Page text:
01 of 05
Avoid Paying Cash
When shopping on vacation, it makes sense to use a credit card or a debit card for all but the smallest purchases. Using plastic money allows you to get preferred exchange rates.
A budget travel axiom: it's almost always advisable to keep currency exchanges to a minimum while on a trip. Every exchange costs you money -- and you get very little in return.
Even if you're buying within your home country, using plastic gives you some options in the event your purchase proves defective or your service turns into a scam.
It must be said that if you use a credit card, be sure to pay off the monthly totals and avoid interest charges. If you can do that, save the cash for small purchases or for those transactions in which plastic money is declined.Continue to 2 of 5 below.
02 of 05
Avoid Unfamiliar Products
When you visit a destination, there is almost always a product or two that is unique to that area.
In Turkey, for example, rugs are produced and sold to visitors with regularity. Salespeople will attempt to educate you about the quality markers and the best values. After a few minutes, you might start believing you have quite a bit of knowledge. You might wind up spending a lot of money without really achieving a high-value purchase.
This isn't meant to discourage rug buyers in Kuşadasi, amber shopping in Riga, or Delft purchases in Amsterdam. It's simply a plea to become familiar with these products via neutral sources prior to arrival.Continue to 3 of 5 below.
03 of 05
Think Carefully about Duty-Free Purchases
Are you familiar with the concept of duty-free shopping? Travelers in designated foreign trade zones (which could be an airport terminal or even a jet aircraft cruising at 35,000 feet) are offered goods with most or all of the taxes removed from prices. Many times, there are bargains to be found on selected items.
But there are also situations in which bargains are fleeting. If the starting price isn't much of a bargain, subtracting the tax costs might not do much to help the bottom line price.
Travelers don't always think through that part of the proposal. Some buy on impulse, believing it is a last-chance opportunity.
If you're going to buy in a duty-free shop, stick to items about which you are knowledgeable. Don't assume every price represents a bargain.
Another point to consider in Europe: Value Added Taxes are refundable. Sometimes, it's not worth the time or effort to get the necessary approvals and produce all the receipts. There are minimum spends with each store to consider as well. But if you do a lot of shopping, the taxes you do pay could add up quickly -- get as much back as possible.Continue to 4 of 5 below.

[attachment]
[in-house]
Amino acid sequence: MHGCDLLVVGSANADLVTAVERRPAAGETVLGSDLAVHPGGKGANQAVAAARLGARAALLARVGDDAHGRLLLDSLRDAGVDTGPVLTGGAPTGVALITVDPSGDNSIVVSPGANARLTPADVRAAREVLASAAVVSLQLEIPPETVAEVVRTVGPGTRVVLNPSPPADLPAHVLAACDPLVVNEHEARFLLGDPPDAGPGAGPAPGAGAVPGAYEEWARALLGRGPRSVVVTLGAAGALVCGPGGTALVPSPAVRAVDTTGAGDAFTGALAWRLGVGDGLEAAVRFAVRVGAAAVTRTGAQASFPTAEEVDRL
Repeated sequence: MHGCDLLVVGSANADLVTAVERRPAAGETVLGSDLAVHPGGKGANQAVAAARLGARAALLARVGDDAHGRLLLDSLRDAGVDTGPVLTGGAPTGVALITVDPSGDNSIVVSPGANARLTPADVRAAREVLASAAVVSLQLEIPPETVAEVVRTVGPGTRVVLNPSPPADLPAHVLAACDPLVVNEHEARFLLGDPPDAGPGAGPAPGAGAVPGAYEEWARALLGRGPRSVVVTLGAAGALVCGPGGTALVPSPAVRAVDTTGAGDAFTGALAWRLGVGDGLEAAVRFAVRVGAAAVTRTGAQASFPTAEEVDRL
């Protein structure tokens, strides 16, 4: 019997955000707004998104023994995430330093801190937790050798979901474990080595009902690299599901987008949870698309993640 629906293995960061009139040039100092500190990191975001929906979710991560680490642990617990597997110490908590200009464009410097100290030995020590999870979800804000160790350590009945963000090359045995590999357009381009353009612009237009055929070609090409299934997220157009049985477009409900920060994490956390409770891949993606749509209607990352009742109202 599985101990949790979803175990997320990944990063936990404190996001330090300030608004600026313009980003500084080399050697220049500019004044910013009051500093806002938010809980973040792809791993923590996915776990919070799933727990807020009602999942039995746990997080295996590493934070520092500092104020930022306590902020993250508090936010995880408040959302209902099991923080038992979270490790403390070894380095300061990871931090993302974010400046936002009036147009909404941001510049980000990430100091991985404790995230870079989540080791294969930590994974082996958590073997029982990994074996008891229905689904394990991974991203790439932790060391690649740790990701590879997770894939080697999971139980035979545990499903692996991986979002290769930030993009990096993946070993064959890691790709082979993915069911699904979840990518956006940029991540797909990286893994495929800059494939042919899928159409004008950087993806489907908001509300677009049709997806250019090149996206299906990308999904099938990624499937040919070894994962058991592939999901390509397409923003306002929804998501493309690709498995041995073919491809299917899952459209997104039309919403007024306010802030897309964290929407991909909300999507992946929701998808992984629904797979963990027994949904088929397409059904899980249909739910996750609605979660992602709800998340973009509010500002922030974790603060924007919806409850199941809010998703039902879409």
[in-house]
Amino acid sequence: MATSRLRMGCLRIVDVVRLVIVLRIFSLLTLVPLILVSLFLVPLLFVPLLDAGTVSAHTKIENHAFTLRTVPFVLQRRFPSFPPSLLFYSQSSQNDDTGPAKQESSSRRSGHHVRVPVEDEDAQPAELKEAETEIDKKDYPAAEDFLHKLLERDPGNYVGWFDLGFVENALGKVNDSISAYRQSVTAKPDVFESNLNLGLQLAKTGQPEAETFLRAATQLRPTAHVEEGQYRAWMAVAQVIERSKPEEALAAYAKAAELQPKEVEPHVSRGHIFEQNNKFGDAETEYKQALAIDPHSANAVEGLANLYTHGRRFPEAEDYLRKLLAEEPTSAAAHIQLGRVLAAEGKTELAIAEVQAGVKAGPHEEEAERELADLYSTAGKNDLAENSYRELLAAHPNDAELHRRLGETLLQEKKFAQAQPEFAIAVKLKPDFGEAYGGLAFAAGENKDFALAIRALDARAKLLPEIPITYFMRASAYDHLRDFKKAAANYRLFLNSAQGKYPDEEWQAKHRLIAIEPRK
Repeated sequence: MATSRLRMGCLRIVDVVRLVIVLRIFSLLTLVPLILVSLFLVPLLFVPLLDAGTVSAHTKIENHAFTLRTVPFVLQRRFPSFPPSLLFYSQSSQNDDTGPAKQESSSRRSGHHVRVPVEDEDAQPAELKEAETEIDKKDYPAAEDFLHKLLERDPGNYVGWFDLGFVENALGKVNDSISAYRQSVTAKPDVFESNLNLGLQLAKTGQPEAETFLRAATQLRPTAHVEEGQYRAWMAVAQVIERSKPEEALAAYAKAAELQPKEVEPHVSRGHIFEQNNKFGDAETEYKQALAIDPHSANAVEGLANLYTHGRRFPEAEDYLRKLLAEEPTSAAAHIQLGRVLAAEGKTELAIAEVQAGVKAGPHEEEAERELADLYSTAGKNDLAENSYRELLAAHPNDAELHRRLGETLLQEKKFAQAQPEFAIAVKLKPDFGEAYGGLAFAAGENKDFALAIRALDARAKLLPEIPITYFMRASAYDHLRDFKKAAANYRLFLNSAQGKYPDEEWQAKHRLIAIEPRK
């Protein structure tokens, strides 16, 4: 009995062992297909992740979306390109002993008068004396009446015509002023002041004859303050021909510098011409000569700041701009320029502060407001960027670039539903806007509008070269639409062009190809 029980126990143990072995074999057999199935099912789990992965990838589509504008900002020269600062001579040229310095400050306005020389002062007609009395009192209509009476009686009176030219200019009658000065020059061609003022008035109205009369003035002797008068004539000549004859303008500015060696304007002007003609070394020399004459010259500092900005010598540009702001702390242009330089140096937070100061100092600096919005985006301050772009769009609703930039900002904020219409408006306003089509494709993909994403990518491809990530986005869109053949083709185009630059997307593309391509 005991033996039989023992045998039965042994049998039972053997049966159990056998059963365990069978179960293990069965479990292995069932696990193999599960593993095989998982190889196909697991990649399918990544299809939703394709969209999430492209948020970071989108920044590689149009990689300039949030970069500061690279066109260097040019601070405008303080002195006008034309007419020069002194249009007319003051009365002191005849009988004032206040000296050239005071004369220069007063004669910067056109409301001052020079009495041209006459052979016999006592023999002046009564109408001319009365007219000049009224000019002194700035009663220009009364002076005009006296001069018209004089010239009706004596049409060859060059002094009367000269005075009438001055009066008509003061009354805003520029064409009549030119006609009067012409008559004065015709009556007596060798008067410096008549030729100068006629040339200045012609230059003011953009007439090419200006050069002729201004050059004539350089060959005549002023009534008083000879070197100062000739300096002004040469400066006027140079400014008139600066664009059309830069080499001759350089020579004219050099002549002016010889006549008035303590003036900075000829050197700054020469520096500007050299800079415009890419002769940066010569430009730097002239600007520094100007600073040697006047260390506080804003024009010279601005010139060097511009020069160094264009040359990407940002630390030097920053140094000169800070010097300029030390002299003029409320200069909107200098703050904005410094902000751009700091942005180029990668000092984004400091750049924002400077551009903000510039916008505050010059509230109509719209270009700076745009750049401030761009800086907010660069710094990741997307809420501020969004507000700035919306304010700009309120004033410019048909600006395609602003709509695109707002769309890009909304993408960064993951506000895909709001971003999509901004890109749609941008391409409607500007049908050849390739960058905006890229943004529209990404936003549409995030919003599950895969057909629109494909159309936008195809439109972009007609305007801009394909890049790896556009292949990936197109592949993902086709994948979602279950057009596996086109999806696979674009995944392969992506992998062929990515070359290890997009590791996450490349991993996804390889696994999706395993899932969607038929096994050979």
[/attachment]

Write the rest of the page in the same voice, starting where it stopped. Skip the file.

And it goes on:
04 of 05
Consider Shipping Your Purchases
Find out the weight at which your airline will charge extra for a checked bag. A few fairly heavy or bulky purchases can add up quickly for flyers.
But you should also consider postal requirements for shipping from your destination country. Sometimes, if the purchases are small and the language barriers are great, it's best to simply keep them with you.
Stores that sell fragile items such as cut glass and china are often quite good at packaging these items, and the staff will have information about shipping. It always pays to ask about the possibility of sending the items home. The shipping costs can safeguard your purchase and make the return trip less stressful.Continue to 5 of 5 below.
05 of 05
Don't Let Shopping Consume Vacation Time
Shopping can cost you more than the total tab for your purchases. It eats up time.
If you've invested time and money to visit a new destination, don't spend large amounts of time inside a shop. See the sights. Experience the culture!
It can be argued that a little shopping can bring you closer to the places you visit, because the products reveal a part of that culture. But don't sacrifice time that could be spent more profitably visiting a museum, making new friends or even sitting on the beach. Shopping drains more than your pocketbook.